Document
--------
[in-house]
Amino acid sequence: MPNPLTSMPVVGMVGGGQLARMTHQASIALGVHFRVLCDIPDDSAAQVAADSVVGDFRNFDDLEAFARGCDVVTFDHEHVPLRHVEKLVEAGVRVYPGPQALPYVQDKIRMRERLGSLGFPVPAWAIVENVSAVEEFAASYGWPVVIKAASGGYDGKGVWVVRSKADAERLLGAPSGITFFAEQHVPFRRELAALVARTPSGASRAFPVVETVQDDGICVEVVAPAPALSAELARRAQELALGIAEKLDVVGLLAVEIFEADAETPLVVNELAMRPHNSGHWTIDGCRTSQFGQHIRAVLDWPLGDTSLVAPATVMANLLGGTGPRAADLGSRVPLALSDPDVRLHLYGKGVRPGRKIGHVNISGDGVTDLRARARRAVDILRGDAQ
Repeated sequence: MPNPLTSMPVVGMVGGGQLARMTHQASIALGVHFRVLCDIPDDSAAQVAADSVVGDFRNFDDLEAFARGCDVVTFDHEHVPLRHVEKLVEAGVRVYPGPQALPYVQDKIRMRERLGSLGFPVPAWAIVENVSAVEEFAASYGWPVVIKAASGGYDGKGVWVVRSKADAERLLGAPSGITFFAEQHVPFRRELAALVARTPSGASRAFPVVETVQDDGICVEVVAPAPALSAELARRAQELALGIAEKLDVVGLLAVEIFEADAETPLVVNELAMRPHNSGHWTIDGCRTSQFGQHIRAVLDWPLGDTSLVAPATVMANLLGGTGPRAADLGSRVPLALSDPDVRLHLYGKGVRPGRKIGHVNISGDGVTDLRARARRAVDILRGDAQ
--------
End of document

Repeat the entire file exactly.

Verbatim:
[in-house]
Amino acid sequence: MPNPLTSMPVVGMVGGGQLARMTHQASIALGVHFRVLCDIPDDSAAQVAADSVVGDFRNFDDLEAFARGCDVVTFDHEHVPLRHVEKLVEAGVRVYPGPQALPYVQDKIRMRERLGSLGFPVPAWAIVENVSAVEEFAASYGWPVVIKAASGGYDGKGVWVVRSKADAERLLGAPSGITFFAEQHVPFRRELAALVARTPSGASRAFPVVETVQDDGICVEVVAPAPALSAELARRAQELALGIAEKLDVVGLLAVEIFEADAETPLVVNELAMRPHNSGHWTIDGCRTSQFGQHIRAVLDWPLGDTSLVAPATVMANLLGGTGPRAADLGSRVPLALSDPDVRLHLYGKGVRPGRKIGHVNISGDGVTDLRARARRAVDILRGDAQ
Repeated sequence: MPNPLTSMPVVGMVGGGQLARMTHQASIALGVHFRVLCDIPDDSAAQVAADSVVGDFRNFDDLEAFARGCDVVTFDHEHVPLRHVEKLVEAGVRVYPGPQALPYVQDKIRMRERLGSLGFPVPAWAIVENVSAVEEFAASYGWPVVIKAASGGYDGKGVWVVRSKADAERLLGAPSGITFFAEQHVPFRRELAALVARTPSGASRAFPVVETVQDDGICVEVVAPAPALSAELARRAQELALGIAEKLDVVGLLAVEIFEADAETPLVVNELAMRPHNSGHWTIDGCRTSQFGQHIRAVLDWPLGDTSLVAPATVMANLLGGTGPRAADLGSRVPLALSDPDVRLHLYGKGVRPGRKIGHVNISGDGVTDLRARARRAVDILRGDAQ